“The Bulgarian workforce is also very highly educated,” Grech said, although he later remarked that the country has “a reputation for work that at times looks shoddy”. For this reason, Dhalia commissioned none other but Vector as their contractors – the UK group behind the construction of Heathrow Terminal 5 among others.
Grech chose Bulgaria also because “the destination is accessible by direct flight and there is a strong rapport between Malta and Bulgaria.”
But most of all, once his primary intention was to develop apartments for holiday rental, the village of Bansko proved ideal because it is an all year round destination.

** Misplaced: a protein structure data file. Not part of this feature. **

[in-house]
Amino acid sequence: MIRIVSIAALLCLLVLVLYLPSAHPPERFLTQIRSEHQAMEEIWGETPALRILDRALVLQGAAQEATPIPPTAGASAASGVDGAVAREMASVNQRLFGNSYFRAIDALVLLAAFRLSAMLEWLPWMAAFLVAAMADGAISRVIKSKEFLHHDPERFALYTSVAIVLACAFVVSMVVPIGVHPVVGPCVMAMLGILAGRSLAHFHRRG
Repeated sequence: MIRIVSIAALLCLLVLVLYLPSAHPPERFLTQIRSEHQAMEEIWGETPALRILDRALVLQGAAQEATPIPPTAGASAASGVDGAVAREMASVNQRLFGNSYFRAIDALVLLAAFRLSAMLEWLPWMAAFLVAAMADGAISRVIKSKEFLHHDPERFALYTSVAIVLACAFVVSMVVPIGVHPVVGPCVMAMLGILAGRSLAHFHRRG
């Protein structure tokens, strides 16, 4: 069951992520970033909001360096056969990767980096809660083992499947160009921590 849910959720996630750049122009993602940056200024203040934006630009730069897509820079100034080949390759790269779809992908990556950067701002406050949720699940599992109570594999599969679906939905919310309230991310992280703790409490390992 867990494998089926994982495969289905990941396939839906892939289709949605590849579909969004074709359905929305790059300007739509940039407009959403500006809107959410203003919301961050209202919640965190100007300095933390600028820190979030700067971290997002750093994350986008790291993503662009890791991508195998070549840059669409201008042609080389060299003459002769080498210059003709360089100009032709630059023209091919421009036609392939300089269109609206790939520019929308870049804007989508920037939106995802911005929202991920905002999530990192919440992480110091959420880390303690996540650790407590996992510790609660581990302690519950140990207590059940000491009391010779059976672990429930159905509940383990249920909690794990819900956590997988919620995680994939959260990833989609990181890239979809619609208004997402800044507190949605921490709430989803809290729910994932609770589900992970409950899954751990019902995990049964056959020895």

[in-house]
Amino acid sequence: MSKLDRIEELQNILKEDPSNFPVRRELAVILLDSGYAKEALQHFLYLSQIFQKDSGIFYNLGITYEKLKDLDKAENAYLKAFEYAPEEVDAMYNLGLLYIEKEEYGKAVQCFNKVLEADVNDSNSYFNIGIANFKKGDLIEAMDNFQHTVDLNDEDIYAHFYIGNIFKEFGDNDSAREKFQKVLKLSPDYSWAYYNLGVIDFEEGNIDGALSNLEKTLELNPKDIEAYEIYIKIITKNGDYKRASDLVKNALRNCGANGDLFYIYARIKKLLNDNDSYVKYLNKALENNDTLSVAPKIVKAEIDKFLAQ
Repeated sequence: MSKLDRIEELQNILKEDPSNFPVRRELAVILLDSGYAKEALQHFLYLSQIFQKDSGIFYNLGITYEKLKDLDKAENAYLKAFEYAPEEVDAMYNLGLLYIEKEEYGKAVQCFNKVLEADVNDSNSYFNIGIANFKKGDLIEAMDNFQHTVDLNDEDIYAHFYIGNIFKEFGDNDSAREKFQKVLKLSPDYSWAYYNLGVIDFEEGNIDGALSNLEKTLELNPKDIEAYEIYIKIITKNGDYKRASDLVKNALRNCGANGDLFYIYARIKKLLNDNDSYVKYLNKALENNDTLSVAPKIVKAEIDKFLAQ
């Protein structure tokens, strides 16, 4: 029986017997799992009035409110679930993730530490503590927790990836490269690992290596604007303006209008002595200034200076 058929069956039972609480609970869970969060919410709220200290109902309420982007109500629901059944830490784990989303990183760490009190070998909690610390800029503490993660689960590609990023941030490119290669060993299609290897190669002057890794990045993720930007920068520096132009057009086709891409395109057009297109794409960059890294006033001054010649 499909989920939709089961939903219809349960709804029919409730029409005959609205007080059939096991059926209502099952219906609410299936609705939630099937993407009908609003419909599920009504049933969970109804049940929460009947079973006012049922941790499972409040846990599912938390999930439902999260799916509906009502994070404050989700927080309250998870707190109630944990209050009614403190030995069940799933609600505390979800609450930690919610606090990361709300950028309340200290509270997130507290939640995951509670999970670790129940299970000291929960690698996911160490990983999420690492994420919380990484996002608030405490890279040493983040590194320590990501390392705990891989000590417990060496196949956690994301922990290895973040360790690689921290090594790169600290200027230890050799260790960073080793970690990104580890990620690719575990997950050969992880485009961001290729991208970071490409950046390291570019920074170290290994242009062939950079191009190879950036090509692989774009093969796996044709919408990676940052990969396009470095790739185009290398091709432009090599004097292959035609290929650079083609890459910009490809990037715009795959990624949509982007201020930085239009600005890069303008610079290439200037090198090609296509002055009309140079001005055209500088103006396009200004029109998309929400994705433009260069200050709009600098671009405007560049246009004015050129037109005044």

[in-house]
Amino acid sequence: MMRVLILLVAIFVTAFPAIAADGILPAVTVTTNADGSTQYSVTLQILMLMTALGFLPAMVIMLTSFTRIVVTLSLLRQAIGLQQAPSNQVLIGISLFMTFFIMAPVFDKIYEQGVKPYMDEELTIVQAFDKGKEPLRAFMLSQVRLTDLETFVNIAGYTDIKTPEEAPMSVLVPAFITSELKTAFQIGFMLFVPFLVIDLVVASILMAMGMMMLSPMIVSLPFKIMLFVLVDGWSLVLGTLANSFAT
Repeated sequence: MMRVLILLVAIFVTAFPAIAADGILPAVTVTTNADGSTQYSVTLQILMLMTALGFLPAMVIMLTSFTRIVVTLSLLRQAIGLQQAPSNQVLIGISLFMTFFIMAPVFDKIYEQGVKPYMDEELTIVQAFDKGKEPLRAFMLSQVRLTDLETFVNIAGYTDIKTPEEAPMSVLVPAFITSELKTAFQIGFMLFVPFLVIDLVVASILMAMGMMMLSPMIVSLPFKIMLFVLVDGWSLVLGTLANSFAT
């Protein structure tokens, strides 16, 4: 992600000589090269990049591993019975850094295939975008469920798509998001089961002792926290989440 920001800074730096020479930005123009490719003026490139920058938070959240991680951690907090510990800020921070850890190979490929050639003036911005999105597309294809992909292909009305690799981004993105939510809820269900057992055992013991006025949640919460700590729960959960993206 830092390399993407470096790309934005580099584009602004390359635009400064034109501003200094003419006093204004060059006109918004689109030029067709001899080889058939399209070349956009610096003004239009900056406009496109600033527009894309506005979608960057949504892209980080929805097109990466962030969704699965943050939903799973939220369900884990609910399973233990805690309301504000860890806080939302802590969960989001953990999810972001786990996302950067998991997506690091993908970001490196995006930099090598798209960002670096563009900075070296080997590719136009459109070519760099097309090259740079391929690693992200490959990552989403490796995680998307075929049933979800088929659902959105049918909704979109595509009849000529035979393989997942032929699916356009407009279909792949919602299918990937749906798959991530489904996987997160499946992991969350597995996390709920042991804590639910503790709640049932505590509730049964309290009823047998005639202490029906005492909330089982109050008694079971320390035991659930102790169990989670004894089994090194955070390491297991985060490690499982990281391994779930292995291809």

Bansko is somehow perceived by locals as the St Moritz of the Balkans – albeit drastically cheaper and significantly busier in summer. Because it is set amid the Pirin Mountains, in winter, Bansko is packed with skiing tourists - most of whom German. The nearby mountains comprise 11 marked ski runs and four ski tracks, with a total ski area extending 65km in length.
But as summer draws nearer and the skiing season ends, the area keeps buzzing.
The Maltese development faces the Razlog 18-hole golf course designed by Ian Woosnam. Besides, many other summer activities and excursions are popular in the area. Such include whitewater rafting, horse riding, mountain biking, trekking, rambling, game hunting and quad biking.
Before picking Bansko however, Grech and Valletta looked into different alternative spots around Bulgaria – both “within the inner city as well as out of town.” But they gladly settled for Bansko to construct what they later dubbed “The Balkan Jewel”.